sumOfString : Float
|> String.split ","
|> List.filterMap sanitize
Extract a function. No one likes passing lots of parameters to a function, regardless of language. But in Elm you’re especially pressed to find places where a computation can be split apart cleanly, passing a minimum amount of state. This leads to functions that are coherent: they do one thing well. The same properties make functions testable: there’s no hidden state to mock. Breaking out functions can help decompose algorithms into useful, and possibly reusable, chunks of code.
Model the problem. In Elm, data is dumb, but predictable. (Contrast OOP, where data is hidden and bundled with behavior.) You should aim to explicitly describe what you are working with. Distinct states should be separate. Impossible states should be unrepresentable. Usually this means defining union types, and then using case statements to handle each possible value. You can use type aliases to refer to what a value means (e.g. URL, PersonID, ShoppingCartItem) rather than how it’s represented (e.g. strings, integers, records).
The compiler is your assistant. Use type annotations to specify your intent, because code is read far more often than it is written. Get comfortable with the idea of mapping over almost anything; you’ll discover the other useful patterns and idioms in time. For applications, don’t worry if lots of code knows how the model is defined; if you change it the compiler will tell you what breaks. (For libraries, you should try to hide the implementation to avoid making breaking changes.) No but seriously: Elm’s compiler messages are unlike anything you’ve seen in C-family languages.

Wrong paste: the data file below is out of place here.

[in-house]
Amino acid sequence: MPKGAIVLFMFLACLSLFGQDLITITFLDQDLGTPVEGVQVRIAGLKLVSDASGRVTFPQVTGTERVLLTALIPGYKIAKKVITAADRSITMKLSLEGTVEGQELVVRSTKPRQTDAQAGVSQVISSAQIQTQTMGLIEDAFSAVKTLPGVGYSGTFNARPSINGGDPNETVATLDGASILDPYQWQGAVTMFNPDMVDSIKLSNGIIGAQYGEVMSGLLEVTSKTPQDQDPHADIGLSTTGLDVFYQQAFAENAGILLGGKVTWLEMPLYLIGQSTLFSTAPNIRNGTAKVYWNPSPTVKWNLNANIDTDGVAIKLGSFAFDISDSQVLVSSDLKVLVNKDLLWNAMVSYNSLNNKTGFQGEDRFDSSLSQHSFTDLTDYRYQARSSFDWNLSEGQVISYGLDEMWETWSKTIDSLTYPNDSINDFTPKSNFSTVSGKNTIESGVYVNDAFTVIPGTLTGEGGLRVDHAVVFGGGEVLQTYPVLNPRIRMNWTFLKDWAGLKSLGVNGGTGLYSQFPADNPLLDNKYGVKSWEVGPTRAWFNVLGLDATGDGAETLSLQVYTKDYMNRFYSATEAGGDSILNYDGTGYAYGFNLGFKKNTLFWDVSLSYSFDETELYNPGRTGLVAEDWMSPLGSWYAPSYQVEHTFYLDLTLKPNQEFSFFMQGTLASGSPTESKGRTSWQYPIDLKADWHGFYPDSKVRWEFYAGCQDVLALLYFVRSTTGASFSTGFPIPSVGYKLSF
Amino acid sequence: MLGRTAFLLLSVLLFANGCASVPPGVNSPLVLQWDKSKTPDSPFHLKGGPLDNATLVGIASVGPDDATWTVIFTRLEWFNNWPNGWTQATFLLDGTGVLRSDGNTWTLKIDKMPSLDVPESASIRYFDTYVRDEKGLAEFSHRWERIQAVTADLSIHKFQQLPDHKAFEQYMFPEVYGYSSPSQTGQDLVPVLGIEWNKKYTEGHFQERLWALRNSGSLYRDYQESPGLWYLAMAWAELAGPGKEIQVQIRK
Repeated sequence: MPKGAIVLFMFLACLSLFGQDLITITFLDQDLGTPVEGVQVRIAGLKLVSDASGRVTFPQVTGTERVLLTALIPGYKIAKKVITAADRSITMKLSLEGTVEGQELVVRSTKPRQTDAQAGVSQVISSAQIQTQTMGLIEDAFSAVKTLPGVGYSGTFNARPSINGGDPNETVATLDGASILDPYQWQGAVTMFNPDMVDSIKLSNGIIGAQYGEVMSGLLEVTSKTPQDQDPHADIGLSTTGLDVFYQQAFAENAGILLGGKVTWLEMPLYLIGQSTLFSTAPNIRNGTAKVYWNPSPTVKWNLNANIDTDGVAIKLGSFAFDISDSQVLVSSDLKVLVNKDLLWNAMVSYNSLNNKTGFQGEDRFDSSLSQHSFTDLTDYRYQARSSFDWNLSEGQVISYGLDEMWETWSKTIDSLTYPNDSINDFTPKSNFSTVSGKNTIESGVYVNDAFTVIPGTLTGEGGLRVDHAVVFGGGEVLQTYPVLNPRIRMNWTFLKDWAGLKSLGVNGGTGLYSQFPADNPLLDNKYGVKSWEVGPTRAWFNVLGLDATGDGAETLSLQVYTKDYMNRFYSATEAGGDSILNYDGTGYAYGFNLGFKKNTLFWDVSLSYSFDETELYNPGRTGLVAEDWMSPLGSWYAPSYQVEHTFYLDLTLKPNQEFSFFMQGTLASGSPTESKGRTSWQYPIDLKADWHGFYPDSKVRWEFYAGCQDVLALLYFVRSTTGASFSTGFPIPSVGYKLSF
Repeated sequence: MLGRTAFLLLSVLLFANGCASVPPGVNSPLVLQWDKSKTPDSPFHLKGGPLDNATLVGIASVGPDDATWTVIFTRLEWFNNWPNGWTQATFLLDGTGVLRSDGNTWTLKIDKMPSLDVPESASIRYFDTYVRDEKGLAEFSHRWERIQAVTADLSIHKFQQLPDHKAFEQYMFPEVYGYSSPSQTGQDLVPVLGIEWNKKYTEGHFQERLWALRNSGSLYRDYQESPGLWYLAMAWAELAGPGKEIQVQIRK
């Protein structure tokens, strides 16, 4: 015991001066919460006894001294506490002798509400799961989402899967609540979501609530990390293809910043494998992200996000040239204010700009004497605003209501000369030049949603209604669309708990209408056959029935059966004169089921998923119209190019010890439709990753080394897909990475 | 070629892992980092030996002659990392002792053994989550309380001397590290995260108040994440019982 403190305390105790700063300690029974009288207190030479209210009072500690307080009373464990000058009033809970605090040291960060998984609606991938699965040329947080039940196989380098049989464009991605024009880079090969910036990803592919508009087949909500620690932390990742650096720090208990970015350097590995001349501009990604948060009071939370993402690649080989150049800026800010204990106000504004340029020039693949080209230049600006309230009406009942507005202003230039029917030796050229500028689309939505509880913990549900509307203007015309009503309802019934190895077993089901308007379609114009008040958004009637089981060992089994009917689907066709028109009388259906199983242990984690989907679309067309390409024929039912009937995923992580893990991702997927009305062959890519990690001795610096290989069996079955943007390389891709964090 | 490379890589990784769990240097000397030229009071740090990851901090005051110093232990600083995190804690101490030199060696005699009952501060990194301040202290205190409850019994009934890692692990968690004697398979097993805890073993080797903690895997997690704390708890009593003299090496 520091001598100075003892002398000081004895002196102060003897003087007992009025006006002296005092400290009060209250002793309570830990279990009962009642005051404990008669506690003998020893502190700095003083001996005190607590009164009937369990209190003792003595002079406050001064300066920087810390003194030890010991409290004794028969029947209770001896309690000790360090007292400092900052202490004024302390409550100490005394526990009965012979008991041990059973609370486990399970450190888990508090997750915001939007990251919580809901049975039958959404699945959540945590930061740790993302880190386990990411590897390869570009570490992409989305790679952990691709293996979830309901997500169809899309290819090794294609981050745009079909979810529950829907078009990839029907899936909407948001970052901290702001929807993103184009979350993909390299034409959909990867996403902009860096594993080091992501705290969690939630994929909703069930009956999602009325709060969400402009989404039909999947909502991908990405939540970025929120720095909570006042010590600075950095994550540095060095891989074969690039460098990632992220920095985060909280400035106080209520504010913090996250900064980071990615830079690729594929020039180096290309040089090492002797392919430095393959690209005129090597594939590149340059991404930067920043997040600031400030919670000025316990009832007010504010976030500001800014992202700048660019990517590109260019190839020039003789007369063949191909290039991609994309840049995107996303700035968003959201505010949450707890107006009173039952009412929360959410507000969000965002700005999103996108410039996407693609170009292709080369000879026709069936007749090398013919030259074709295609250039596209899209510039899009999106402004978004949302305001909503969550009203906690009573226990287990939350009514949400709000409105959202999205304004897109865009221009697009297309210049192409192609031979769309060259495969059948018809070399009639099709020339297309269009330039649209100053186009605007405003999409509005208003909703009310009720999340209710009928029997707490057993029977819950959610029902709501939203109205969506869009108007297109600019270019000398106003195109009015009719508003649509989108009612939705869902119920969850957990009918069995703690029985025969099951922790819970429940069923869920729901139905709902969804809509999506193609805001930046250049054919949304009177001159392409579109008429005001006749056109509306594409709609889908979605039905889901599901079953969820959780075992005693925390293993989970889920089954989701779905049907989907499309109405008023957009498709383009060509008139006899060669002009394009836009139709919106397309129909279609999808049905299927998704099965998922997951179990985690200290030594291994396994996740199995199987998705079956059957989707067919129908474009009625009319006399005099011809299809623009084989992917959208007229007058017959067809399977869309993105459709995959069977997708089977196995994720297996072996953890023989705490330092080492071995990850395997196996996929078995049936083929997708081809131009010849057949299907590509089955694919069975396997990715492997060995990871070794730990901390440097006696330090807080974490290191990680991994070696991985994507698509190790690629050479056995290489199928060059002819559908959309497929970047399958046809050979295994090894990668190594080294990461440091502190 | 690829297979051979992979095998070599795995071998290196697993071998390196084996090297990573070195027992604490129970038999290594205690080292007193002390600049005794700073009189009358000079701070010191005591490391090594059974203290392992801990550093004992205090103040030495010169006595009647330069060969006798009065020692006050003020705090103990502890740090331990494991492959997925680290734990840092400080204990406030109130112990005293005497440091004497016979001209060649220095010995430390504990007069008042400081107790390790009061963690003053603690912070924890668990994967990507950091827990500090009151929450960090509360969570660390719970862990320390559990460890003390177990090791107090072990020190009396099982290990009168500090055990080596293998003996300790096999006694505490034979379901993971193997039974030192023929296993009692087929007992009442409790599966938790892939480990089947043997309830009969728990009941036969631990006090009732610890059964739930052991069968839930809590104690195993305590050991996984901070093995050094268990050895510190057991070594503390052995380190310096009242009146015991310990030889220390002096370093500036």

That’s a high-level overview of your toolbox for computational code. When the time comes to deal with those pesky effects, everything from pure computation still works. You model a message type explicitly and consume it in a giant case statement. The compiler still gives you useful error messages, you can write functions to manage effects if you really need to, and the pipe operator still works. There’s just one major addition: The Elm Architecture.
TEA, as it’s affectionately known, is a pattern for dealing with effects at the periphery of your program, and every Elm program uses it. If you haven’t read the guide, the gist is that you define a Model type and a Msg (message) type. As messages come in to your app, you update the Model, which gets passed to a view function that creates a virtual DOM (like React). You can also send information to the outside world as well.
You define update, view, and a few other functions for TEA and the Elm runtime calls them as necessary. All the computation — remember, most of your program — is called from one of these functions.
So, maybe the secret to Elm is that there is no secret. You don’t have to learn a lot of abstractions up front, like in Haskell. You don’t have to do it exactly right to avoid disaster in six months, like in Ruby. Elm discourages second-guessing yourself: if the code does what you want it to do, it’s probably fine. It’s easy to change later, so don’t worry about getting it perfect now.
So give it a try. You might be amazed at how well it works.